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What is Great Britain's cutest animal?

There are many differing opinions on this, but when it comes to animals you find in the wild, the red squirrel is definitely the pick of the bunch. This tiny little squirrel is famous for its bright orangey-red fur, tall ears and bushy tail. You'll find them roaming up and down trees across different sections of the country, and they are by far one of the cutest critters you can photograph in Great Britain.

Speaking of which, how do you photograph the red squirrel in England? It's all about learning what you can about this animal, such as its habitat and behaviour. Get to know this, along with when you should photograph them, and you'll soon be taking the best shots around!

Red squirrel habitat

The red squirrel habitat is described as coniferous, mixed and broadleaved woodland. In simple terms, they need to be in woodland to survive. This is because they get all of their food from the nearby plants and trees in the woods.

Where are you most likely to find these cute animals? Well, in years gone by, you could find them all over the UK. However, they have since become a species that needs to be conserved due to dwindling numbers. Sadly, your only chances of seeing red squirrels are now in Scotland, Northern England, Wales and some islands on the South Coast of England.

A few of the best spots for red squirrel sightings include:

  • Galloway Foret Park, Dumfries

  • Whinlatter Forest Park, Cumbria

  • Formby Forest, Merseyside

  • Parkhurst Forest, Isle of Wight

  • Glenmore Forest Park, Highlands

Red squirrel behaviour

Red squirrels are at their most active during the daytime hours, though they tend to rest during midday in the hotter months. You can typically find their drey (nest) in tree forks, and you will often see them running across branches foraging for food or materials to build their nest.

They mainly eat tree seeds - particularly hazelnuts and seeds from conifer cones. So, if you are setting up some feeding bait to lure them into a shot, try using half cracked hazelnuts and walnuts. The red squirrel has a long breeding season that begins in mid-winter and can extend all the way to the summer. They have babies - called kits or kittens - typically in March, though it depends on the squirrel, and some even have have two litters in one year.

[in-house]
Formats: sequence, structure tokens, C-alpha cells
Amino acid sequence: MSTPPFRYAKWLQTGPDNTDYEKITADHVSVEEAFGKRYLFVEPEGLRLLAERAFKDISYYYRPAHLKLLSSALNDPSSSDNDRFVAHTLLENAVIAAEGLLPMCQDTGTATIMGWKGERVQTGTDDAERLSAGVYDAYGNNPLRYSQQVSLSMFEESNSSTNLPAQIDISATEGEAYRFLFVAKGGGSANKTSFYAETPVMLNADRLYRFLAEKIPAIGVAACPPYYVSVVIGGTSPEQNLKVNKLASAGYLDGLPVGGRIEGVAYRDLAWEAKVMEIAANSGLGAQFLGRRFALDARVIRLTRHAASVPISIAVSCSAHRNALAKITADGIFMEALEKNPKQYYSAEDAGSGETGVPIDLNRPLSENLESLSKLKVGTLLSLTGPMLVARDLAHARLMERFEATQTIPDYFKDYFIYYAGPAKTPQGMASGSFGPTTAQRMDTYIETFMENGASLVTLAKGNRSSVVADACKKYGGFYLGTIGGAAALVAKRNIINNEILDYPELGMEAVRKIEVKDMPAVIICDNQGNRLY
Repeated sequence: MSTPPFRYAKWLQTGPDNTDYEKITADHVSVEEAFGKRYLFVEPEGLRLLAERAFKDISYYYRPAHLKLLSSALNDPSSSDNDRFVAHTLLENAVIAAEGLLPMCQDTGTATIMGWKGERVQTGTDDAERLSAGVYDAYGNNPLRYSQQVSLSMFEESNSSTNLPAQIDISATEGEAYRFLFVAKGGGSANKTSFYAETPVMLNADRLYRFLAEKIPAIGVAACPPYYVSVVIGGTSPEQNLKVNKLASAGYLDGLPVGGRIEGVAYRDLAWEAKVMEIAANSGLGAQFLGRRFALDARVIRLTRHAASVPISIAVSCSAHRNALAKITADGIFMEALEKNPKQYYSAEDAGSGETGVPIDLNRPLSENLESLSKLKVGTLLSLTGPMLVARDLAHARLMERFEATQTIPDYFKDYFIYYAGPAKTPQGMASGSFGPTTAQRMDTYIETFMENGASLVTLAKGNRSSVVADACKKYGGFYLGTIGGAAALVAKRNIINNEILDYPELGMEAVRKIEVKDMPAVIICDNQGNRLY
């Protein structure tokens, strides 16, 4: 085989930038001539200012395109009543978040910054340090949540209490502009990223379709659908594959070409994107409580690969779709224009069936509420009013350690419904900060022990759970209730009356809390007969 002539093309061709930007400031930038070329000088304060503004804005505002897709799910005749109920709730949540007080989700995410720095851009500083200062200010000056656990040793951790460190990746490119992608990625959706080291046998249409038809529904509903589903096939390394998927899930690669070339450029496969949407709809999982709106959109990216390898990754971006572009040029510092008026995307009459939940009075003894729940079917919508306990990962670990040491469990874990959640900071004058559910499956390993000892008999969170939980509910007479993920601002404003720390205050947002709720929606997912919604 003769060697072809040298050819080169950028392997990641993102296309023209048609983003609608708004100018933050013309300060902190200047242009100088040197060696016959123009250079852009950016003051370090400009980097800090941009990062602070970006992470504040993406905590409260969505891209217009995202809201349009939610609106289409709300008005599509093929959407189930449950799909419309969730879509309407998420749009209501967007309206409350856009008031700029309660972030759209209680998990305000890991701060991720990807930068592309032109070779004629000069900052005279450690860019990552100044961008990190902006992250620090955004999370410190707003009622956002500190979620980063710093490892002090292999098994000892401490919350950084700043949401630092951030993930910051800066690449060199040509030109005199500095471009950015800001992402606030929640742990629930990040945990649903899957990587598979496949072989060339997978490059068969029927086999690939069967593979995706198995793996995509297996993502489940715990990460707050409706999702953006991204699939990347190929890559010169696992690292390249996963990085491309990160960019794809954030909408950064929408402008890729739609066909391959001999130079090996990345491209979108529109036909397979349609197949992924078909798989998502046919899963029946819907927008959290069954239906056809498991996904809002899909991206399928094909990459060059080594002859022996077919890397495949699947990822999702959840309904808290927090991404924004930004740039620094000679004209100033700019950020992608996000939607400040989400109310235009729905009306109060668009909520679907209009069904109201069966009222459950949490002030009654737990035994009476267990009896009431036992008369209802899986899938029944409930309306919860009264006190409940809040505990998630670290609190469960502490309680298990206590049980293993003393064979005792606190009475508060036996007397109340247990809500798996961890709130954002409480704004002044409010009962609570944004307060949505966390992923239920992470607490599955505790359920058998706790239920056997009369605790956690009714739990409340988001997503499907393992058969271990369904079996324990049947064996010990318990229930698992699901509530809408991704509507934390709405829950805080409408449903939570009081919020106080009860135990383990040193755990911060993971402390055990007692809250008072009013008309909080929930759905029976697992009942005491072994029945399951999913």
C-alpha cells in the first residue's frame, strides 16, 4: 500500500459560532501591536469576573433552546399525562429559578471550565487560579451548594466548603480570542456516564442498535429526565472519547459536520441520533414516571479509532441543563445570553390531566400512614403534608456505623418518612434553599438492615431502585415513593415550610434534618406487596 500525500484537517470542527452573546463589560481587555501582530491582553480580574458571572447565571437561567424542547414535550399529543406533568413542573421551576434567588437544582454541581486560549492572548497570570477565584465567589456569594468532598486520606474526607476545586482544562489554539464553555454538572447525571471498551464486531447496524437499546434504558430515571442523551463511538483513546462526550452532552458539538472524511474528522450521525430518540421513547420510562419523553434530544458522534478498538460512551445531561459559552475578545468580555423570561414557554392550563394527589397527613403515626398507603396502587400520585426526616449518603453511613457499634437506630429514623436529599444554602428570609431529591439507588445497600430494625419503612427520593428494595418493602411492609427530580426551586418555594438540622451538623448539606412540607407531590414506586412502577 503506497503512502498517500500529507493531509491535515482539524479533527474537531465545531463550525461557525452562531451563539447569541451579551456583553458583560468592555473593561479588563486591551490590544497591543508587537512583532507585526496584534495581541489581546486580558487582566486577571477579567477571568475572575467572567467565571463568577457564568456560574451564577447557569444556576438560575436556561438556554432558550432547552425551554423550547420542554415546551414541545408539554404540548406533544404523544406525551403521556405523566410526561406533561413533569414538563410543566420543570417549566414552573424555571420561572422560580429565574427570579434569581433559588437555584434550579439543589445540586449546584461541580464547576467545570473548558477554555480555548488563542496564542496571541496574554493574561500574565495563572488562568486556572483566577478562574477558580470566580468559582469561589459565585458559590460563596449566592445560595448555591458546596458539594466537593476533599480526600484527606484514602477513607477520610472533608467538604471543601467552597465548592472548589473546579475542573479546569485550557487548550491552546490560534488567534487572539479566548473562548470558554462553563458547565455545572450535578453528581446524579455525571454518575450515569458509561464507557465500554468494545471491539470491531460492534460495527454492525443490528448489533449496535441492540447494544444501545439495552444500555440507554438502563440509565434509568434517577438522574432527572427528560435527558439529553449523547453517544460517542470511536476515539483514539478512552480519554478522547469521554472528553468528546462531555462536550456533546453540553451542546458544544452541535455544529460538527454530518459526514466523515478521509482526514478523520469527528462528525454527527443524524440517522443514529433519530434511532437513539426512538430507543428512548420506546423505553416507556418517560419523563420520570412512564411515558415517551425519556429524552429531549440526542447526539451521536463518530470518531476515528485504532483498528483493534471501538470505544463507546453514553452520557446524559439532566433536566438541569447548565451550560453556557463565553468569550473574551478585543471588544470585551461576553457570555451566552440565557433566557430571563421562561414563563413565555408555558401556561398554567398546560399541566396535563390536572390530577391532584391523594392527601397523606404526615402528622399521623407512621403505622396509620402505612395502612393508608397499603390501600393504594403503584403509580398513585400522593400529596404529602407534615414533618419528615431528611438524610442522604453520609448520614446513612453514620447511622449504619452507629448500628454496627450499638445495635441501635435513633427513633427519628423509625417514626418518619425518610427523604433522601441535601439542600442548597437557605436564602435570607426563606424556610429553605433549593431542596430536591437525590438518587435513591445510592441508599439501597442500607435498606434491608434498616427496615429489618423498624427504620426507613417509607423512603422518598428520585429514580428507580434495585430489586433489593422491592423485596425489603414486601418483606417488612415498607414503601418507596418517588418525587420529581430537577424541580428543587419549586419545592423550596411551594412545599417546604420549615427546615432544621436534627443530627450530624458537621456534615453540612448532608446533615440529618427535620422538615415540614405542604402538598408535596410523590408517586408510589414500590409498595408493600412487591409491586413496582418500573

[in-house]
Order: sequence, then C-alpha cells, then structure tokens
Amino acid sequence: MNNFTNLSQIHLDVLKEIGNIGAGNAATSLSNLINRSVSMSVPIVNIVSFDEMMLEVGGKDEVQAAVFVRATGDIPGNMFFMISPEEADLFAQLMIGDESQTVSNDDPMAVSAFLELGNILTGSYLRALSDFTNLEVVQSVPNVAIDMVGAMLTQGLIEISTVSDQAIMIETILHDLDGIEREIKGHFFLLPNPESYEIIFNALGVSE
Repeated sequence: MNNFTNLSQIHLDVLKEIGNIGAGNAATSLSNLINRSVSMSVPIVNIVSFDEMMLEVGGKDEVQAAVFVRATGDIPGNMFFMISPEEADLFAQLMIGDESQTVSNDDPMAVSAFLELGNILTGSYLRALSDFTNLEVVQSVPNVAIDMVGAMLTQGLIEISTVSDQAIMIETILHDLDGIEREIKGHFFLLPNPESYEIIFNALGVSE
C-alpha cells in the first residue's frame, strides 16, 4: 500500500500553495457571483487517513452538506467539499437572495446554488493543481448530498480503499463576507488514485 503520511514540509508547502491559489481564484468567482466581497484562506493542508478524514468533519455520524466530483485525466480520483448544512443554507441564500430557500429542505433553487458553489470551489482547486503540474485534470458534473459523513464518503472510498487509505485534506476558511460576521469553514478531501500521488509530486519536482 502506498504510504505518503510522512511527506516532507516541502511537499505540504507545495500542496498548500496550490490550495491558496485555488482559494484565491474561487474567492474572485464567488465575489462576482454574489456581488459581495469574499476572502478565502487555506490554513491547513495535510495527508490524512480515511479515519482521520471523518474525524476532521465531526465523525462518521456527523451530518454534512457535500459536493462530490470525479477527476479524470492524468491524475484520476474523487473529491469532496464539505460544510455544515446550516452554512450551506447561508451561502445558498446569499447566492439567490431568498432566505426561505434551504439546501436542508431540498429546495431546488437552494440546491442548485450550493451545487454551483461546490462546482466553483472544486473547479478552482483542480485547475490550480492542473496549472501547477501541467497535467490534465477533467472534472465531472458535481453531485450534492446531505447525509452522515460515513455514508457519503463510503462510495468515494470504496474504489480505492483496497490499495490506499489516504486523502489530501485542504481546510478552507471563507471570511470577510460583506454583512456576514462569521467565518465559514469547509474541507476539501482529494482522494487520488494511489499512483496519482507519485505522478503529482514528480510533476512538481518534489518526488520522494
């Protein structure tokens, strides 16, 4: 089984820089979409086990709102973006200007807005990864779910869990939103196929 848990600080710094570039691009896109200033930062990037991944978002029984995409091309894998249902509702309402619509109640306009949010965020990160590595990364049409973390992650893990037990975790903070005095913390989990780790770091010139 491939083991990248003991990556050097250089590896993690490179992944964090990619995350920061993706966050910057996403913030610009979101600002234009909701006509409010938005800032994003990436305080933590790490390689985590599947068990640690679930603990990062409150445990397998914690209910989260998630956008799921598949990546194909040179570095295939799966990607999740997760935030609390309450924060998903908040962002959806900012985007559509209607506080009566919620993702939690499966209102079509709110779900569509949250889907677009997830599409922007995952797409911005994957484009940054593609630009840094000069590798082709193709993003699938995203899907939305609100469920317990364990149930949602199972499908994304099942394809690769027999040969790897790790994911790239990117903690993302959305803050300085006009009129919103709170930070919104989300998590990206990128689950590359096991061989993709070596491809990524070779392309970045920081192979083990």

Best time to photograph red squirrels

The wonderful thing about photographing red squirrels is that you can take stunning photos of them anytime of the year. Typically people think of photographing them in the snow but photographing red squirrels is in the autumn is a great choice too because not only does the woodland scenery look incredible, but you will also have a great chance of spotting them as they become really active. Even though squirrels do not hibernate, they do store up food for those horrible winter days, so they'll be busy roaming around foraging and storing up food. They also don't have little kits to worry about so they may be a bit more relaxed and stick around for longer giving you great opportunities to photograph their fiery red/orange fur looking fantastic against the greens and rusts of the forest. If you would like to try and photograph red squirrel kits you will need to wait until spring. As they can have kits anytime between March - May its a good idea to try and keep an eye on activity so you know when the kits are starting to venture out of the drey to find their own food and start exploring their new habitat. They can be a bit nervous at first so be really quiet and patient!

There is no doubt that the small red squirrel is an adorable animal that we are very lucky to have here in the UK. Sadly, its numbers are dwindling, though efforts are being made to conserve these lovely critters. If you're a photography enthusiast with an eye for nature, add the red squirrel to your bucket list of animals to photograph.

We've taken the time to find a fantastic place in North Yorkshire to photograph Red Squirrels. Why not join me for the day where we have exclusive use of two hides and an area of woodland for the entire workshop. The woodland hide provides opportunities for natural and action red squirrel shots and the reflection pool provides opportunities to photograph something creative and magical. For more information and to check availability please click here.


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